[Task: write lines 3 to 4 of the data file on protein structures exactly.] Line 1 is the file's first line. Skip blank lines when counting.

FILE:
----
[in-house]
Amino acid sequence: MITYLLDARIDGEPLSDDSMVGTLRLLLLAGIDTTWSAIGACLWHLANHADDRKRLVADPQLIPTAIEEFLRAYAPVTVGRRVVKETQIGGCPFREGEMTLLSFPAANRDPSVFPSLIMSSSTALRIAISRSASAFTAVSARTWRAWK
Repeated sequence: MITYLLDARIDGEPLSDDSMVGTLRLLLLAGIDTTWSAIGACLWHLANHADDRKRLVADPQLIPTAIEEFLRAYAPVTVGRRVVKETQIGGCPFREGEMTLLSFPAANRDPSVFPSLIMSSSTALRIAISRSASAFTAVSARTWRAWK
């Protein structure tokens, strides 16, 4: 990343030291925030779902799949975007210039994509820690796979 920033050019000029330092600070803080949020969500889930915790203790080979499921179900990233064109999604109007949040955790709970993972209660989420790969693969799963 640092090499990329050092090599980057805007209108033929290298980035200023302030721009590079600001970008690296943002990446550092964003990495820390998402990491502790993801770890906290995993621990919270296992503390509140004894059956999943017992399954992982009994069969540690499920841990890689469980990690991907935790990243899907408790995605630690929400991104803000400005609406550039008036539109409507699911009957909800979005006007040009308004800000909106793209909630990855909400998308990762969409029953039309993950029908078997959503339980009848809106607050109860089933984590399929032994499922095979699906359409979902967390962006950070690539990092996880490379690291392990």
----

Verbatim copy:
Repeated sequence: MITYLLDARIDGEPLSDDSMVGTLRLLLLAGIDTTWSAIGACLWHLANHADDRKRLVADPQLIPTAIEEFLRAYAPVTVGRRVVKETQIGGCPFREGEMTLLSFPAANRDPSVFPSLIMSSSTALRIAISRSASAFTAVSARTWRAWK
């Protein structure tokens, strides 16, 4: 990343030291925030779902799949975007210039994509820690796979 920033050019000029330092600070803080949020969500889930915790203790080979499921179900990233064109999604109007949040955790709970993972209660989420790969693969799963 640092090499990329050092090599980057805007209108033929290298980035200023302030721009590079600001970008690296943002990446550092964003990495820390998402990491502790993801770890906290995993621990919270296992503390509140004894059956999943017992399954992982009994069969540690499920841990890689469980990690991907935790990243899907408790995605630690929400991104803000400005609406550039008036539109409507699911009957909800979005006007040009308004800000909106793209909630990855909400998308990762969409029953039309993950029908078997959503339980009848809106607050109860089933984590399929032994499922095979699906359409979902967390962006950070690539990092996880490379690291392990």